100Base-TX is the most popular of the Fast Ethernet physical layer specifications, all of which are defined in the IEEE 802.3u standard and are known collectively as 100Base-T. Running at 100 Mbps, a 100Base-TX network uses Category 5 UTP cable installed in a star topology with cable segments up to 100 meters long. Like 10Base-T, 100Base-TX uses only two of the four wire pairs in the UTP cable and provides greater speed because of the higher quality of Category 5 cable.

100Base-T4 is a Fast Ethernet specification intended to be an upgrade path for 10Base-T networks using Category 3 UTP cable. Like 100Base-TX, 100Base-T4 runs at 100 Mbps and is installed in a star topology with segments up to 100 meters long. To run at higher speeds on Category 3 cable, 100Base-T4 uses all four of the wire pairs in the cable. Two are dedicated transmit and receive pairs, as in 10Base-T and 100Base-TX. The other two pairs are bidirectional, carrying traffic in either direc- tion as needed.

100Base-FX is a Fast Ethernet specification that uses fiber optic cable instead of UTP. The network runs at the same speed as 100Base-TX and 100Base-T4—100 Mbps—and uses the same star topology. But the 62.5/ 125-micron multimode fiber optic cable can have segments as long as 412 meters because of its resistance to attenuation. When running in full duplex mode, 100Base-FX cable segments can be up to 2 kilometers (2,000 meters) long.

Gigabit Ethernet is the latest form of Ethernet. It increases a network's transfer speed to 1,000 Mbps. Although most of the physical layer specifications for Gigabit Ethernet call for fiber optic cable, there is one standard, IEEE 802.3ab, that calls for Category 5 UTP cable installed in a star topology with a maximum segment length of 100 meters. This standard is referred to as 1000Base-T. To achieve this speed using standard Category 5 cable, 1000Base-T uses all four pairs of wires bidirectionally.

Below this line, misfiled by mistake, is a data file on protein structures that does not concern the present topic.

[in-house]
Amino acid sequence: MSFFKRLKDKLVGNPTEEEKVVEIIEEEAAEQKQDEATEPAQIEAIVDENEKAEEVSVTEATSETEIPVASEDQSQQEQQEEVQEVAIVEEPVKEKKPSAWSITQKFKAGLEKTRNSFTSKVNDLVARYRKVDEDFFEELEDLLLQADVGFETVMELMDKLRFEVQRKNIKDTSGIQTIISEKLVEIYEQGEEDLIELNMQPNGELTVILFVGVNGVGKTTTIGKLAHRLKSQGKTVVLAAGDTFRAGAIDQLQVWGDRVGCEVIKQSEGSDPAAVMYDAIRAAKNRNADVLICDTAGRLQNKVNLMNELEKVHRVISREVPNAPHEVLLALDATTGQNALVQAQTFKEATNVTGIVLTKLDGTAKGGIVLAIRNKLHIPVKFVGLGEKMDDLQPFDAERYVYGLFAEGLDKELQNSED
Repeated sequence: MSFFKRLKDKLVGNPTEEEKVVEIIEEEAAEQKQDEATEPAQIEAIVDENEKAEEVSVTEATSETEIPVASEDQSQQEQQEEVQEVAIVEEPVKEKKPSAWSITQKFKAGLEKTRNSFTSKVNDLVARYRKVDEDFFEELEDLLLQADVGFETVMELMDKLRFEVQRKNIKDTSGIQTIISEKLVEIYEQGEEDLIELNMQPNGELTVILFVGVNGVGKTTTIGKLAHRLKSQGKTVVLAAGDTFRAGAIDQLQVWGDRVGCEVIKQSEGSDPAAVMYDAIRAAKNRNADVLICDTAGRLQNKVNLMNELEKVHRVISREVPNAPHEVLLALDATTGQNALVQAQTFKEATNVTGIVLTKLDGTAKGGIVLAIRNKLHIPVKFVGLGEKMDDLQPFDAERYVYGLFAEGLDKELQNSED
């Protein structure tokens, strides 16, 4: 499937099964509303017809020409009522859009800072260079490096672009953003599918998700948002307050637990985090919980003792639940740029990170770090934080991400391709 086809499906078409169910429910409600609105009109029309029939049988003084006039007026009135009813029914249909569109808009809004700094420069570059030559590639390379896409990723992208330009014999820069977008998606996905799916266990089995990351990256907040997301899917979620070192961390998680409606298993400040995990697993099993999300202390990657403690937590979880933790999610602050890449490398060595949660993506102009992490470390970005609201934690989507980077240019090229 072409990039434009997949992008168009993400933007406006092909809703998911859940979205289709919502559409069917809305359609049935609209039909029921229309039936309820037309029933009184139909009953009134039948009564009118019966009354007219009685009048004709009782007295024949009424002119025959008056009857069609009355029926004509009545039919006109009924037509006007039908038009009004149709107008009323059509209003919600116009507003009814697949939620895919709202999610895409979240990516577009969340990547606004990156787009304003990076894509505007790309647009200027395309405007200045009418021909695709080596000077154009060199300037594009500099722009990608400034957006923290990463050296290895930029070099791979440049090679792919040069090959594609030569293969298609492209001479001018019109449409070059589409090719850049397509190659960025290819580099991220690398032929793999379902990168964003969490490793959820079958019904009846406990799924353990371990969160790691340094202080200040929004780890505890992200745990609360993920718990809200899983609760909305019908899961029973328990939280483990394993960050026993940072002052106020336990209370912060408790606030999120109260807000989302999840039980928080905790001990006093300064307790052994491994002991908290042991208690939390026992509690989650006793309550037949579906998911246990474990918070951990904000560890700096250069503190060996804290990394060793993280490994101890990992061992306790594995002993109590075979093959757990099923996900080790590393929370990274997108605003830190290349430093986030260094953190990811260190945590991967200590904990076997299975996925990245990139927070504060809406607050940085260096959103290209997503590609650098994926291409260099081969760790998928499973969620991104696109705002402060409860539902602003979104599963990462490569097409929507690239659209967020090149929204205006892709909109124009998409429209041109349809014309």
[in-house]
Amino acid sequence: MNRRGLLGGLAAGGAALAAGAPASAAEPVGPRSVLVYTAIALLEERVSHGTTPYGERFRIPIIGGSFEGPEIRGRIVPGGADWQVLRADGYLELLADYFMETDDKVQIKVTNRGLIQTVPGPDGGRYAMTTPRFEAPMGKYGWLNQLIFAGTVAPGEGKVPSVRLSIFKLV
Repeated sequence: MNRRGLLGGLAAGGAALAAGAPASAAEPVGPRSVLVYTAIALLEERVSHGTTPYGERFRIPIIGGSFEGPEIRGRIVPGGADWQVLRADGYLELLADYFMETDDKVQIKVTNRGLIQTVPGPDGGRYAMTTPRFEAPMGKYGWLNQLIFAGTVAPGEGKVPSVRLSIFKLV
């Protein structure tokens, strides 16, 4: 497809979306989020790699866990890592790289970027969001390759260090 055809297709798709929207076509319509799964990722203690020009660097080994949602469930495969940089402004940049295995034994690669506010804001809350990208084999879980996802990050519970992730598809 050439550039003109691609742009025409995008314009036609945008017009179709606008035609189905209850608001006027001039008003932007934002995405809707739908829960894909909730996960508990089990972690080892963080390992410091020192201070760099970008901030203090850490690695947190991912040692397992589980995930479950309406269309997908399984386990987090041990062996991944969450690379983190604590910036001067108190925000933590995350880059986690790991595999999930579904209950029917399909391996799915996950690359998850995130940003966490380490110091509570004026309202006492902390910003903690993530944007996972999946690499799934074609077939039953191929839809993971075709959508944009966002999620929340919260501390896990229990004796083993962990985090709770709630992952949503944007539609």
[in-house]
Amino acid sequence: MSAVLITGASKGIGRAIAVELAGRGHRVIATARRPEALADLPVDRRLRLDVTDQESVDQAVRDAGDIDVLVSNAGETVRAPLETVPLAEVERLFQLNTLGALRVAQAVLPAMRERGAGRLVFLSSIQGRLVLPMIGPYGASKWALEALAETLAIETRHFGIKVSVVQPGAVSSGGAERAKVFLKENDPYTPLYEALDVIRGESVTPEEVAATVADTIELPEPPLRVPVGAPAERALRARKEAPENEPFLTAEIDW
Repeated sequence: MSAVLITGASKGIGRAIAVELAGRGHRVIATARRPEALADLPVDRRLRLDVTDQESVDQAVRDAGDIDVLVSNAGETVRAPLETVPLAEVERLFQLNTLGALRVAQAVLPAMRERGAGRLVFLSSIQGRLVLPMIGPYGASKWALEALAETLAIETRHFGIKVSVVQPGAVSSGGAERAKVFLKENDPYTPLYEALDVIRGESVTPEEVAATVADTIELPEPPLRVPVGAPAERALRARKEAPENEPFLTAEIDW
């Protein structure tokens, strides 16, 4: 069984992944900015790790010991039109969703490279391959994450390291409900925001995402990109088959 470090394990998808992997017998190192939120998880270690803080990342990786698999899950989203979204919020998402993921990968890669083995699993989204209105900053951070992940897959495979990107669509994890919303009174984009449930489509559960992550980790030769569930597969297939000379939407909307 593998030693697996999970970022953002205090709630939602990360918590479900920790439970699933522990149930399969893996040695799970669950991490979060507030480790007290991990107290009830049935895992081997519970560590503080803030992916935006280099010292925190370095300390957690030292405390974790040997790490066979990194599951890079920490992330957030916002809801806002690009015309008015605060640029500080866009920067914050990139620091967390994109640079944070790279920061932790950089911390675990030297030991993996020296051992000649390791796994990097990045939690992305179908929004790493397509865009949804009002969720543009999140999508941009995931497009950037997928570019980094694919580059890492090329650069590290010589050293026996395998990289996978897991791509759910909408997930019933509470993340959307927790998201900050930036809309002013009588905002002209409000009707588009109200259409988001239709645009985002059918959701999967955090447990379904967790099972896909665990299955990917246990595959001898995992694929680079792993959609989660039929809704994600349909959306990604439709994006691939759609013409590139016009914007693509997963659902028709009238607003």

MCM

N10-002.01.03.001

B, C, D, and E

You are designing a single LAN that consists of 25 computers scattered around a building. The two most distant computers are 200 meters away from each other. Which of the following Ethernet physical layer specifications can you be certain will operate successfully? (Choose four.)

A. 10Base2

Incorrect

A. A 10Base2 (Thin Ethernet) network has a maximum cable segment length of 185 meters, despite the implication of the number 2 in its abbreviation. A 200-meter-long segment connecting the most distant computers would be too long and may not function properly.

B. 10Base5

Correct

B. A 10Base5 (Thick Ethernet) network can have a cable segment up to 500 meters long, which is easily enough to connect the two most distant computers.

C. 10Base-T

Correct

C. The 10Base-T specification calls for cable segments up to 100 meters long, but when you use the star topology on an Ethernet network, the hub functions as a multiport repeater. Because the hub repeats the signals passing through it, each cable connecting a computer to the hub can be the maximum length of 100 meters. This enables you to connect two computers that are 200 meters apart.

D. 100Base-FX

Correct

D. The 100Base-FX specification permits the fiber optic cables to be as long as 412 meters, more than sufficient to connect the two distant computers.

E. 100Base-TX

Correct

E. Although a 100Base-TX network runs at 10 times the speed of 10Base-T, the fact that the protocol specification calls for Category 5 UTP cable enables the segments to be 100 meters long. Because 100Base-TX uses a star topology like 10Base-T does, the repeating hub enables the maximum distance between two computers to be 200 meters.

MCM

N10-002.01.03.002

B and D

Which of the following Ethernet physical layer specifications are designed to run on Category 3 UTP cable? (Choose two.)